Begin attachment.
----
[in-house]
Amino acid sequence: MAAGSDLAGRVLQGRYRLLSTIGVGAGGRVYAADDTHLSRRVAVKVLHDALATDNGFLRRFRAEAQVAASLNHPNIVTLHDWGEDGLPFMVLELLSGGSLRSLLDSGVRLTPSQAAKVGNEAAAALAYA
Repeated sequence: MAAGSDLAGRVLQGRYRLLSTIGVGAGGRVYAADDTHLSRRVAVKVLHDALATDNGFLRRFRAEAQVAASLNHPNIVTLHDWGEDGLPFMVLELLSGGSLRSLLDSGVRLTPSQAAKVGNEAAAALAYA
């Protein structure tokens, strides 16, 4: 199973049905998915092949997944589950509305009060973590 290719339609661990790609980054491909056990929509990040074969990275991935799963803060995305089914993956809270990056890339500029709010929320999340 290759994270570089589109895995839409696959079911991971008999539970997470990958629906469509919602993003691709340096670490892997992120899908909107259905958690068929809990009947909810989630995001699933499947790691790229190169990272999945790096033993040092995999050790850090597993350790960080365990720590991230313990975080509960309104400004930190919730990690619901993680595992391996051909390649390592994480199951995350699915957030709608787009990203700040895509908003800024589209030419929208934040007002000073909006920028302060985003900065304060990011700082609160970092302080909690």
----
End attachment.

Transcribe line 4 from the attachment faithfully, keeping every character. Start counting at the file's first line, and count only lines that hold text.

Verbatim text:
């Protein structure tokens, strides 16, 4: 199973049905998915092949997944589950509305009060973590 290719339609661990790609980054491909056990929509990040074969990275991935799963803060995305089914993956809270990056890339500029709010929320999340 290759994270570089589109895995839409696959079911991971008999539970997470990958629906469509919602993003691709340096670490892997992120899908909107259905958690068929809990009947909810989630995001699933499947790691790229190169990272999945790096033993040092995999050790850090597993350790960080365990720590991230313990975080509960309104400004930190919730990690619901993680595992391996051909390649390592994480199951995350699915957030709608787009990203700040895509908003800024589209030419929208934040007002000073909006920028302060985003900065304060990011700082609160970092302080909690």